About 50 bison survived in captivity and today, animals have been reintroduced in the wild and grown to a population of 8,400 bison.
European bison populations are rebounding and their growth is offering new opportunities in the field of wildfire prevention. Researchers in Spain are hopeful that increased bison populations could offer beneficial grazing and wildfire risk reduction.
As reported by the Guardian, forest fires have destroyed over 741,000 hectares of Spanish land over the past 10 years and warming weather combined with declining sheep populations has created hazardous fire conditions. Fortunately, bison eat 30kg of vegetation a day, cutting back brush while digging up the land to promote diversified growth.
“The European bison delivers immediate biodiversity,” says Fernando Morán, a veterinarian who is director of the European Bison Conservation Center of Spain. “It opens up dense parts of the forest which lets in the light and allows grass to grow instead of scrub, which lowers fire risk and, in turn, benefits numerous species through food and freedom of movement.”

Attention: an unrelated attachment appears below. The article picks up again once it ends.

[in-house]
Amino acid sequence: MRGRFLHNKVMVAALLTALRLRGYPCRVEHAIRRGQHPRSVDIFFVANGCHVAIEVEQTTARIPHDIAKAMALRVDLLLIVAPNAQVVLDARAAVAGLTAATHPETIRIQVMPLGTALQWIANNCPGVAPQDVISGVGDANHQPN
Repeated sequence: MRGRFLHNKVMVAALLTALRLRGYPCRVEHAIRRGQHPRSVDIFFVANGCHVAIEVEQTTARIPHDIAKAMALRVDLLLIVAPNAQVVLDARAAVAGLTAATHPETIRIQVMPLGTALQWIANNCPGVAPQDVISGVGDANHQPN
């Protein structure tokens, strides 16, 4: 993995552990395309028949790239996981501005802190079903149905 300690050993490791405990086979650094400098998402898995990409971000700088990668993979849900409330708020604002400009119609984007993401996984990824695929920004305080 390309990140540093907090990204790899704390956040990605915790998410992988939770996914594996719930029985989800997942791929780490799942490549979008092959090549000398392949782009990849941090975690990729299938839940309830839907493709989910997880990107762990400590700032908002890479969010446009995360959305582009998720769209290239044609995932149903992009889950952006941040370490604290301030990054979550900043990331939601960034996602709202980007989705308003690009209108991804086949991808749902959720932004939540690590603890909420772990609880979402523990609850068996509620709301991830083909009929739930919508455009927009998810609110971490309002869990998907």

Bison were driven to extinction in Spain 10,000 years ago, but cave paintings and historic records indicate that they widely roamed the Iberian peninsula for 1.2m years before they became extinct. About 50 bison survived in captivity and today, animals have been reintroduced in the wild and grown to a population of 8,400 bison.
In the Mediterranean, pasturage is critical to the development of the landscape, but declining animal herding practices have further contributed to increased fire risk. Moving forwards, the conservation center hopes to work with private landowners to sponsor bison herds as well as encourage pasturage with programs that encourage shepherding through skills training and job placement.